• Objects cooling below dewpoint of surrounding air
      • Water vapor to ice on surface below freezing
stability clouds
Stability - Clouds
  • At saturation point, invisible water vapor changes to a visible state:
    • Fog
    • Clouds
  • Small temperature/dewpoint spread indicates favorable conditions for formation of fog
stability clouds24
Stability - Clouds
  • Types of Clouds
    • Low Clouds (Surface to 6500’ AGL)
    • Middle Clouds (6500’ to 20,000’ AGL)
    • High Clouds (Above 20,000’ AGL)
stability clouds25
Stability - Clouds
  • Low Clouds
    • Stratus
    • Nimbostratus
    • Stratocumulus
stability clouds27
Stability - Clouds
  • Low Clouds (Surface to 6500’ AGL)
    • Fog
      • Ground
        • Fog less than 20 feet deep
      • Radiation
        • Forms over low-lying flat surfaces
        • Clear, calm, humid nights
      • Advection
        • Warm moist air moves over cooler surfaces
        • Up to 15 knots intensifies development of fog
      • Upslope
        • Moist stable air forced up a sloping land mass
      • Steam
        • Cold, dry air moves over warmer water
stability clouds28
Stability - Clouds
  • Middle Clouds (6500’ to 20,000’ AGL)
    • Altostratus
    • Altocumulus
stability clouds29
Stability - Clouds
  • High Clouds (Above 20,000’ AGL)
    • Cirrus
    • Cirrostratus
    • Cirrocumulus
stability clouds30
Stability - Clouds
  • Vertical Development
    • Cumulus
    • Towering Cumulus
    • Cumulonimbus
  • Water / ice particles must grow in size until no longer supportable by atmosphere
  • Types?
    • Drizzle and Rain
      • Virga – Evaporating Precipitation
      • Precipitation-induced fog – warm rain/drizzle falls through cooler air near surface – evaporation may saturate cool air
    • Ice Pellets and Hail
      • Rain freezes passing through colder air
      • Water droplets freeze in clouds before becoming to heavy to fall
  • Types?
    • Snow
      • Precipitation composed of ice crystals
      • Snow grains are the solid equivalent of drizzle
      • Ice crystals that descend from cirrus clouds are called “fallstreaks”, or mare’s tails.
  • What is an airmass?
    • A large body of air with fairly uniform temperature and moisture content.
    • May be several hundreds miles across and usually forms where air is stationary, or nearly so, for several days.
    • Source Region:
      • The area where an airmass acquires the properties of temperature and moisture that determine its stability.
  • Classifications
    • Airmasses are classified according the the regions where they originate.
  • As an airmass moves out of it’s source region, it is modified by the temperature and moisture of the area over which it moves.
  • The degree to which an airmass is changes depends on several factors:
    • Speed
    • The nature of the region it moves over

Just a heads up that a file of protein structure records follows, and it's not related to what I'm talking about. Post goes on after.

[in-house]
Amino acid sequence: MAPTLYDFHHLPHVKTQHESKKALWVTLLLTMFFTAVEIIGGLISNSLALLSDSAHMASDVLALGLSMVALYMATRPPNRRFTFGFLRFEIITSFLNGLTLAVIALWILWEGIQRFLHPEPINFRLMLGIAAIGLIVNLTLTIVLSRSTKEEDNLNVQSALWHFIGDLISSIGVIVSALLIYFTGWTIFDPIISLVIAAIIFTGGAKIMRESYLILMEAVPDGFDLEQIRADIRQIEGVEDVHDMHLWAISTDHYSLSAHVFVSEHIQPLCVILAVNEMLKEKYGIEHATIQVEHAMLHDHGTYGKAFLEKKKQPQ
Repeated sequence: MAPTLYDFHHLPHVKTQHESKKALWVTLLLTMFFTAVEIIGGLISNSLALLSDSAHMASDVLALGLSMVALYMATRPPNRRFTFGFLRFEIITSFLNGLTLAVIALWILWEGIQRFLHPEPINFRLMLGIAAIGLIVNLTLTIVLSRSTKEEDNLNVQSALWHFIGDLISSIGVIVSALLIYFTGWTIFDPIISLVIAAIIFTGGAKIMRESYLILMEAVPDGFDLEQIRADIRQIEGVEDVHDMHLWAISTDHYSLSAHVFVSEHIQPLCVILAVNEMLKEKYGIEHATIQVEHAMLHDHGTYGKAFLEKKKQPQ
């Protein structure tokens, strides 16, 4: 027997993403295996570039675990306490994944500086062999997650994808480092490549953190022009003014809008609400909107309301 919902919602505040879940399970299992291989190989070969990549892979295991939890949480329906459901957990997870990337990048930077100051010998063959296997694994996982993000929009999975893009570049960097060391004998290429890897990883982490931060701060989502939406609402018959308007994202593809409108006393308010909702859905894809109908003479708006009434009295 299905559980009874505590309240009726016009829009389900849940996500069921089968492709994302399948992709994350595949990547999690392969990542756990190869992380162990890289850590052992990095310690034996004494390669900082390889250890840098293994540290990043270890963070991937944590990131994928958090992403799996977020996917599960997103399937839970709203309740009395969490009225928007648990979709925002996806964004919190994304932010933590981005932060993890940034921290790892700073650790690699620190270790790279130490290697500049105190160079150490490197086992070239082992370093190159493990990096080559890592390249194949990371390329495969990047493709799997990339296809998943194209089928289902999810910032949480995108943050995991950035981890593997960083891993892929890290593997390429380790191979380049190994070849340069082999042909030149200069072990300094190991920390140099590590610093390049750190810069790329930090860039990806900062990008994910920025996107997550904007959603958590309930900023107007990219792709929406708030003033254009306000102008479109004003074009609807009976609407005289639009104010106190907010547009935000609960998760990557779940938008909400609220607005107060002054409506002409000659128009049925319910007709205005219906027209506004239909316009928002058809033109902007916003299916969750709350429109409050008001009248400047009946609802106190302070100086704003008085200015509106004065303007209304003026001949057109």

• Depth of the airmass
    • Temperature difference of surface and new airmass
  • Warming From Below
    • As an airmass moves over a warmer surface, its lower layers are heated and vertical movement of the air develops.
    • Depending on temperature and moisture levels, this can result in extreme instability.
  • Cooling From Below
    • When an airmass moves over a cooler surface, its lower layers are cooled and vertical movement is inhibited.
    • Stability of the airmass is increased.
    • If the air is cooled to its dewpoint, low clouds or fog may form.
    • Cooling from below creates a temperature inversion and may result in low ceilings and visibility for long periods of time.
  • Cooling From Below
  • What is a Front?
    • The boundary between airmasses is called a front.
    • Weather along fronts often presents a serious hazard to flying, it is important to have a thorough understanding of the associated weather.
  • What are some types of Fronts?
    • Cold Front
    • Warm Front
    • Stationary Front
    • Occluded Front
frontal discontinuities
Frontal Discontinuities
  • Temperature
    • One of the most easily recognized discontinuity across a front.
    • Can be observed in the cockpit by looking at the OAT gauge.
  • Wind
    • The most reliable indication that you are crossing a front are changing wind directions and velocities.
    • In the northern hemisphere, the wind always shifts to the right when crossing a front.
  • Pressure
    • Pressure changes across fronts as well.
    • Must update altimeter settings to maintain the proper altitude.
frontal weather
Frontal Weather
  • Cold Front
    • Separates an advancing mass of cold, dense, and stable air from an area of warm, lighter, and unstable air.
    • Because of it’s greater density, the cold front moves along the surface and forces the less dense, warm air upward
frontal weather43
Frontal Weather
  • Fast-Moving Cold Front
    • Cold fronts that are pushed along by an intense high pressure systems located will behind the front.
    • Surface friction acts to slow down the movement of the front, causing the leading edge of the front to bulge out and steepen the front’s slope.
    • Hazardous because of the wide differences in moisture and temperature between fronts.
  • Slow-Moving Cold Fronts
    • Produces clouds that move far behind the leading edge of the front. Broad area of stratus clouds.
frontal weather44
Frontal Weather
  • Warm Fronts
    • Occur when warm air overtakes and replaces cooler air.
    • Usually move much slower than cold fronts.
    • The slope of a warm front is very gradual, and the warm air may extend over the cooler air for hundreds of miles.
frontal weather46
Frontal Weather
  • Stationary Fronts
    • When the opposing forces of two airmasses are relatively balanced, the front that separates them may remain stationary and influence local flying conditions for several days.
    • The weather is typically a mixture of weather found in both warm and cold fronts.
frontal weather47
Frontal Weather
  • Occluded Fronts
    • Occurs when a fast-moving cold front catches up to a slow-moving warm front.
    • The difference in temperature within each frontal system is a major factor that influences which type of front and weather are created.